The relationship between physical activity, and physical performance and psycho-cognitive functioning in older adults living in residential aged care facilities

Bootsman, Natalia J. M., Skinner, Tina L., Lal, Ravin, Glindemann, Delma, Lagasca, Carmela and Peeters, G. M. E. E. (Geeske) (2017) The relationship between physical activity, and physical performance and psycho-cognitive functioning in older adults living in residential aged care facilities. Journal of Science and Medicine in Sport, 21 2: 173-178. doi:10.1016/j.jsams.2017.07.006

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Author Bootsman, Natalia J. M.
Skinner, Tina L.
Lal, Ravin
Glindemann, Delma
Lagasca, Carmela
Peeters, G. M. E. E. (Geeske)
Title The relationship between physical activity, and physical performance and psycho-cognitive functioning in older adults living in residential aged care facilities
Journal name Journal of Science and Medicine in Sport   Check publisher's open access policy
ISSN 1440-2440
1878-1861
Publication date 2017-07-12
Year available 2017
Sub-type Article (original research)
DOI 10.1016/j.jsams.2017.07.006
Open Access Status File (Author Post-print)
Volume 21
Issue 2
Start page 173
End page 178
Total pages 6
Place of publication Chatswood, NSW, Australia
Publisher Elsevier
Language eng
Abstract Insight into modifiable factors related to falls risk in older adults living in residential aged care facilities (RACFs) is necessary to tailor preventive strategies for this high-risk population. Associations between physical activity (PA), physical performance and psycho-cognitive functioning have been understudied in aged care residents. This study investigated associations between PA, and both physical performance and psycho-cognitive functioning in older adults living in RACFs.

Cross-sectional study.

Forty-four residents aged 85±8years were recruited from four RACFs located in Southeast Queensland. PA was assessed as the average time spent walking in hours/day using activPAL3™. Physical performance tests included balance, gait speed, dual-task ability, reaction time, coordination, grip strength, and leg strength and power. Psycho-cognitive questionnaires included quality of life, balance confidence, fear of falling and cognitive functioning. Associations between PA and each outcome measure were analysed using linear or ordinal regression models.

The average time spent walking was 0.5±0.4h/day. Higher levels of PA were significantly associated with better balance (compared with low PA, medium: B=1.6; high: B=1.3) and dual-task ability (OR=7.9 per 0.5h/day increase). No statistically significant associations were found between PA and the other physical and psycho-cognitive measures.

More physically active residents scored higher on balance and dual-task ability, which are key predictors of falls risk. This suggests that physical activity programs targeting balance and dual-task ability could help prevent falls in aged care residents.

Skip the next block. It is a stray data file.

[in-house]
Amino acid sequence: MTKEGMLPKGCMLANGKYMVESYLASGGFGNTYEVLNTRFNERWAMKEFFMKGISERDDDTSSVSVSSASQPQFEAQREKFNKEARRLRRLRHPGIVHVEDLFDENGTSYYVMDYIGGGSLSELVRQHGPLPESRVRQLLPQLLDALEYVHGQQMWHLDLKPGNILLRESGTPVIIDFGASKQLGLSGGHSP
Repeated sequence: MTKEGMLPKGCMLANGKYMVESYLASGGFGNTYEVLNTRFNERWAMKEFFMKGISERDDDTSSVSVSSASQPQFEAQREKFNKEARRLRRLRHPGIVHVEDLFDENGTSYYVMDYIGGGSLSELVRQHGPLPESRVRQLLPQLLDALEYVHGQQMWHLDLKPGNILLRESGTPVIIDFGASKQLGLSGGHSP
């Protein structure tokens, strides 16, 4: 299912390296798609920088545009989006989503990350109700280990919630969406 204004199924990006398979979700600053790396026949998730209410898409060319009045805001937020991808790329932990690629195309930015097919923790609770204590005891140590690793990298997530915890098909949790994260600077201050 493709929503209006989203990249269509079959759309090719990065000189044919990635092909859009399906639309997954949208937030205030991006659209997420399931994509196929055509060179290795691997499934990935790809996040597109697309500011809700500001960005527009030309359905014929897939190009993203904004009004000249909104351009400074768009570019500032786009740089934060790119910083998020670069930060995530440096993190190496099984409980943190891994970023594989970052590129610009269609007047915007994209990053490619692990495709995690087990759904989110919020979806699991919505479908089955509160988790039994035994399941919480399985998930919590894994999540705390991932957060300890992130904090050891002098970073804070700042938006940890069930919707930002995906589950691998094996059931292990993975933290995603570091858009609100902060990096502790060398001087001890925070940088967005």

Formatted abstract
Objectives: Insight into modifiable factors related to falls risk in older adults living in residential aged care facilities (RACFs) is necessary to tailor preventive strategies for this high-risk population. Associations between physical activity (PA), physical performance and psycho-cognitive functioning have been understudied in aged care residents. This study investigated associations between PA, and both physical performance and psycho-cognitive functioning in older adults living in RACFs.

Design: Cross-sectional study.

Methods: Forty-four residents aged 85 ± 8 years were recruited from four RACFs located in Southeast Queensland. PA was assessed as the average time spent walking in hours/day using activPAL3™. Physical performance tests included balance, gait speed, dual-task ability, reaction time, coordination, grip strength, and leg strength and power. Psycho-cognitive questionnaires included quality of life, balance confidence, fear of falling and cognitive functioning. Associations between PA and each outcome measure were analysed using linear or ordinal regression models.

Results: 
The average time spent walking was 0.5 ± 0.4 h/day. Higher levels of PA were significantly associated with better balance (compared with low PA, medium: B = 1.6; high: B = 1.3) and dual-task ability (OR = 7.9 per 0.5 h/day increase). No statistically significant associations were found between PA and the other physical and psycho-cognitive measures.

Conclusions: 
More physically active residents scored higher on balance and dual-task ability, which are key predictors of falls risk. This suggests that physical activity programs targeting balance and dual-task ability could help prevent falls in aged care residents.
Keyword Frail elderly
Walking
Psychomotor performance
Psychological phenomena and processes
Residential facilities
Q-Index Code C1
Q-Index Status Provisional Code
Institutional Status UQ

 
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Created: Thu, 03 Aug 2017, 16:09:02 EST by Sandrine Ducrot on behalf of School of Human Movement and Nutrition Sciences